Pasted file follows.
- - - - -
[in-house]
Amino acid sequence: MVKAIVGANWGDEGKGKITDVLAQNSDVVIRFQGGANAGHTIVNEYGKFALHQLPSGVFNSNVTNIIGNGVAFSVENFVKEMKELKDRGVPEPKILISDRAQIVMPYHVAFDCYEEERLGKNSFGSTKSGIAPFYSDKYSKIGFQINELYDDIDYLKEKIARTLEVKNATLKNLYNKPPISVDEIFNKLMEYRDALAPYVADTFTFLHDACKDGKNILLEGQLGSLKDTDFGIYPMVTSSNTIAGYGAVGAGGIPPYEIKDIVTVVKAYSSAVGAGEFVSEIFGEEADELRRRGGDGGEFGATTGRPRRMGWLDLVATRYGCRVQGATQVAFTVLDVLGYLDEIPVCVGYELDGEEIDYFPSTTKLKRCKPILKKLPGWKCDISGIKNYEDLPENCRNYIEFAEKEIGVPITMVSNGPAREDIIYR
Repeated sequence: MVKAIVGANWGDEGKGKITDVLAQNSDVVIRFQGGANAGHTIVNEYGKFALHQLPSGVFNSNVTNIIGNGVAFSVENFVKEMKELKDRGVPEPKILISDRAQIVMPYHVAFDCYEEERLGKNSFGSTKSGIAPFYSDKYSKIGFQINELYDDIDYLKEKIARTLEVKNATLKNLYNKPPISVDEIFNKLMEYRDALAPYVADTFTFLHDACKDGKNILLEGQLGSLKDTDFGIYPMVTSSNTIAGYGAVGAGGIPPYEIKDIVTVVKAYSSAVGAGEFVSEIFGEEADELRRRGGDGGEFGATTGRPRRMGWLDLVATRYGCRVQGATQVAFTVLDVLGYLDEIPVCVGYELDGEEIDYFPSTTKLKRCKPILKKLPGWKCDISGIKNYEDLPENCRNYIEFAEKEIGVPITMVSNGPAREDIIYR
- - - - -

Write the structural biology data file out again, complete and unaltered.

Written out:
[in-house]
Amino acid sequence: MVKAIVGANWGDEGKGKITDVLAQNSDVVIRFQGGANAGHTIVNEYGKFALHQLPSGVFNSNVTNIIGNGVAFSVENFVKEMKELKDRGVPEPKILISDRAQIVMPYHVAFDCYEEERLGKNSFGSTKSGIAPFYSDKYSKIGFQINELYDDIDYLKEKIARTLEVKNATLKNLYNKPPISVDEIFNKLMEYRDALAPYVADTFTFLHDACKDGKNILLEGQLGSLKDTDFGIYPMVTSSNTIAGYGAVGAGGIPPYEIKDIVTVVKAYSSAVGAGEFVSEIFGEEADELRRRGGDGGEFGATTGRPRRMGWLDLVATRYGCRVQGATQVAFTVLDVLGYLDEIPVCVGYELDGEEIDYFPSTTKLKRCKPILKKLPGWKCDISGIKNYEDLPENCRNYIEFAEKEIGVPITMVSNGPAREDIIYR
Repeated sequence: MVKAIVGANWGDEGKGKITDVLAQNSDVVIRFQGGANAGHTIVNEYGKFALHQLPSGVFNSNVTNIIGNGVAFSVENFVKEMKELKDRGVPEPKILISDRAQIVMPYHVAFDCYEEERLGKNSFGSTKSGIAPFYSDKYSKIGFQINELYDDIDYLKEKIARTLEVKNATLKNLYNKPPISVDEIFNKLMEYRDALAPYVADTFTFLHDACKDGKNILLEGQLGSLKDTDFGIYPMVTSSNTIAGYGAVGAGGIPPYEIKDIVTVVKAYSSAVGAGEFVSEIFGEEADELRRRGGDGGEFGATTGRPRRMGWLDLVATRYGCRVQGATQVAFTVLDVLGYLDEIPVCVGYELDGEEIDYFPSTTKLKRCKPILKKLPGWKCDISGIKNYEDLPENCRNYIEFAEKEIGVPITMVSNGPAREDIIYR